Ala. troopers getting AR-15 rifles
Alabama state troopers are joining a growing number of law enforcement agencies adding weapons to match the firepower of criminals.
"One of the problems we have is we''re in so many predominantly rural areas and we''re seeing an increase in the type of weapons the bad guys have - AR-15s and AK-47s," Coppage said. "We''d like to give the troopers an equal chance."
A number of agencies across the nation are making the move toward the weapons. The Birmingham Police Department is in the midst of a battle with Mayor Bernard Kincaid over whether to allow city patrol officers to carry semi-automatic rifles.
Three Birmingham officers - Harley Chisholm, Rob Bennett and Carlos Owen- were shot to death in June with a semi-automatic SKS rifle. The officers were armed with handguns.
Kincaid has said he''s dedicated to giving the police department the best equipment possible but that he''s still unsure if that should include high-powered rifles.
Coppage said he''s aware of the controversy in Birmingham. "I think it has a lot to do with the political climate there," he said. "A faction still thinks the police are the bad people."
But the move toward the rifles, he said, is a natural progression.
"Law enforcement has always been adapting to changes in weapons," he said. "Way back when, as the bad guys started getting bigger guns, police changed" from .38-caliber, six-shot revolvers to 9 mm semi-automatic pistols with higher capacity.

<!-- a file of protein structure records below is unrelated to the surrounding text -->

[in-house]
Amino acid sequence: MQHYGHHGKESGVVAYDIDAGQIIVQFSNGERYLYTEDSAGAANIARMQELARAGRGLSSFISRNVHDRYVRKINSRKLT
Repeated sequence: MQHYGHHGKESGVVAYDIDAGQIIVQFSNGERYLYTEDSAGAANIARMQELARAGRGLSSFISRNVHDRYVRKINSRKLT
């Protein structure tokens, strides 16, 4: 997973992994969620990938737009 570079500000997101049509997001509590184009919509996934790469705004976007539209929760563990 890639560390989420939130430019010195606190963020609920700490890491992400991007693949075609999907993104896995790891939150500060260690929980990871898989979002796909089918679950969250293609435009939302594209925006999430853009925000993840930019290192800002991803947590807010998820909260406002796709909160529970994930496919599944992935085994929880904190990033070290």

"Realistically, what you have to look at is changing times," said Coppage, a former Birmingham police chief.
Coppage said he''s considered purchasing the rifles for some time. Using federal grant money through the Alabama Department of Economic and Community Affairs, he bought the guns in November.
The department tried out several kinds before deciding on the .223-caliber AR-15s. That is the same cartridge used by the U.S. military in the M-16, the fully automatic version of the AR-15.
Weapons are available that can be tailored to a department''s needs, such as rifles with cartridges with shorter ranges to use in urban areas.
The department is still drafting its carry-and-use policy. While many departments require officers to carry the rifles in their trunks, Coppage is considering a fixed mount inside trooper patrol cruisers.
Coppage said he hopes to start training in February or March.
"The biggest problem we''re having is finding the ammunition," he said. "With the conflict in Iraq, it''s hard to come by."
Coppage said it just makes sense for the troopers to carry the weapons. In the more rural areas, it could be too late by the time tactical teams arrived for backup with their high-powered rifles.
In one incident, he said, troopers were called to back up a sheriff''s department. They were still half a mile away when they came under fire.
"We can show without question," he said, "the bad guys are more heavily armed."